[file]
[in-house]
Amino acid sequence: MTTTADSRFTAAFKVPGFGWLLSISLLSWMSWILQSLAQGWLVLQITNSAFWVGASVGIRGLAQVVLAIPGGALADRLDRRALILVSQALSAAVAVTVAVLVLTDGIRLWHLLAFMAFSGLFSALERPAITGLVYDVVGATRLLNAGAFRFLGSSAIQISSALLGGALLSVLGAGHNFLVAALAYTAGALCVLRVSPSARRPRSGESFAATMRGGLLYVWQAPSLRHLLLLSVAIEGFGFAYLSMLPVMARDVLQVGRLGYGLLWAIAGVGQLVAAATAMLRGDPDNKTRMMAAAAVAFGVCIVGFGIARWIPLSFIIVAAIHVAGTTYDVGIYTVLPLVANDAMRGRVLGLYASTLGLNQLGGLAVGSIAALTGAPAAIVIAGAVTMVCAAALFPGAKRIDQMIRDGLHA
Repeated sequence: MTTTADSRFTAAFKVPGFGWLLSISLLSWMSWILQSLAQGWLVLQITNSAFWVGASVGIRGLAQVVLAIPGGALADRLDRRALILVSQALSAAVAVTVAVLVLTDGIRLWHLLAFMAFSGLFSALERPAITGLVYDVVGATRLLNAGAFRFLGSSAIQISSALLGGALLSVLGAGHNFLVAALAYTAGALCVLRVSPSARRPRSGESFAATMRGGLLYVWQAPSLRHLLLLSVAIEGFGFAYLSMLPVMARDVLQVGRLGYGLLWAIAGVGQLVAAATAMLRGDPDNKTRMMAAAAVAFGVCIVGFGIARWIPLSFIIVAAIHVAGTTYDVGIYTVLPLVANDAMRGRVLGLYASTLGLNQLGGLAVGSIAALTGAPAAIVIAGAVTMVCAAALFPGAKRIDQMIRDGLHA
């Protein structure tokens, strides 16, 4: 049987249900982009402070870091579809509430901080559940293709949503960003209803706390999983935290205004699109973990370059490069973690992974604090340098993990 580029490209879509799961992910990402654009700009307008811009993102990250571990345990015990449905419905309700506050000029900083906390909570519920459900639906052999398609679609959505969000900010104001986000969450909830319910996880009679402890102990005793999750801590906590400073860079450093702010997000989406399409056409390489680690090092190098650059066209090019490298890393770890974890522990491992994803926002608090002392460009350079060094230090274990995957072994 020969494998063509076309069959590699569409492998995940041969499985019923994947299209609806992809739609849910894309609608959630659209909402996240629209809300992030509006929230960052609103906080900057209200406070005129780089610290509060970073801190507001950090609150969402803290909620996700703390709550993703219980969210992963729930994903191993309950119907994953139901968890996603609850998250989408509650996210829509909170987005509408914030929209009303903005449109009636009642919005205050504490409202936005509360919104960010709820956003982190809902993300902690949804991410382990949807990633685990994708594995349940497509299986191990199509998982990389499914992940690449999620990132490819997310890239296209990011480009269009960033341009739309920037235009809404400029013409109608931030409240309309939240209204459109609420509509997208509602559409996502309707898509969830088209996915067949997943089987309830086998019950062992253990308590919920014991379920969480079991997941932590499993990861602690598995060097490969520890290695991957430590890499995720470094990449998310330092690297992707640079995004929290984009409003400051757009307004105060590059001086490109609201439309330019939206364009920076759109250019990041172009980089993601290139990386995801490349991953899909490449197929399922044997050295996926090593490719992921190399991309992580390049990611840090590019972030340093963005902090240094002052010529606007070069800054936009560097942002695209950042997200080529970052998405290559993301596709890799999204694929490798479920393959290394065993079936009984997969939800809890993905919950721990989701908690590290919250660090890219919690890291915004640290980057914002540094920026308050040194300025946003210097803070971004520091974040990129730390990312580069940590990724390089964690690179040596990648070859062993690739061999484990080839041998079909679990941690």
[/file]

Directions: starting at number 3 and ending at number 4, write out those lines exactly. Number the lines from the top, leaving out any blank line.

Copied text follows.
Repeated sequence: MTTTADSRFTAAFKVPGFGWLLSISLLSWMSWILQSLAQGWLVLQITNSAFWVGASVGIRGLAQVVLAIPGGALADRLDRRALILVSQALSAAVAVTVAVLVLTDGIRLWHLLAFMAFSGLFSALERPAITGLVYDVVGATRLLNAGAFRFLGSSAIQISSALLGGALLSVLGAGHNFLVAALAYTAGALCVLRVSPSARRPRSGESFAATMRGGLLYVWQAPSLRHLLLLSVAIEGFGFAYLSMLPVMARDVLQVGRLGYGLLWAIAGVGQLVAAATAMLRGDPDNKTRMMAAAAVAFGVCIVGFGIARWIPLSFIIVAAIHVAGTTYDVGIYTVLPLVANDAMRGRVLGLYASTLGLNQLGGLAVGSIAALTGAPAAIVIAGAVTMVCAAALFPGAKRIDQMIRDGLHA
């Protein structure tokens, strides 16, 4: 049987249900982009402070870091579809509430901080559940293709949503960003209803706390999983935290205004699109973990370059490069973690992974604090340098993990 580029490209879509799961992910990402654009700009307008811009993102990250571990345990015990449905419905309700506050000029900083906390909570519920459900639906052999398609679609959505969000900010104001986000969450909830319910996880009679402890102990005793999750801590906590400073860079450093702010997000989406399409056409390489680690090092190098650059066209090019490298890393770890974890522990491992994803926002608090002392460009350079060094230090274990995957072994 020969494998063509076309069959590699569409492998995940041969499985019923994947299209609806992809739609849910894309609608959630659209909402996240629209809300992030509006929230960052609103906080900057209200406070005129780089610290509060970073801190507001950090609150969402803290909620996700703390709550993703219980969210992963729930994903191993309950119907994953139901968890996603609850998250989408509650996210829509909170987005509408914030929209009303903005449109009636009642919005205050504490409202936005509360919104960010709820956003982190809902993300902690949804991410382990949807990633685990994708594995349940497509299986191990199509998982990389499914992940690449999620990132490819997310890239296209990011480009269009960033341009739309920037235009809404400029013409109608931030409240309309939240209204459109609420509509997208509602559409996502309707898509969830088209996915067949997943089987309830086998019950062992253990308590919920014991379920969480079991997941932590499993990861602690598995060097490969520890290695991957430590890499995720470094990449998310330092690297992707640079995004929290984009409003400051757009307004105060590059001086490109609201439309330019939206364009920076759109250019990041172009980089993601290139990386995801490349991953899909490449197929399922044997050295996926090593490719992921190399991309992580390049990611840090590019972030340093963005902090240094002052010529606007070069800054936009560097942002695209950042997200080529970052998405290559993301596709890799999204694929490798479920393959290394065993079936009984997969939800809890993905919950721990989701908690590290919250660090890219919690890291915004640290980057914002540094920026308050040194300025946003210097803070971004520091974040990129730390990312580069940590990724390089964690690179040596990648070859062993690739061999484990080839041998079909679990941690």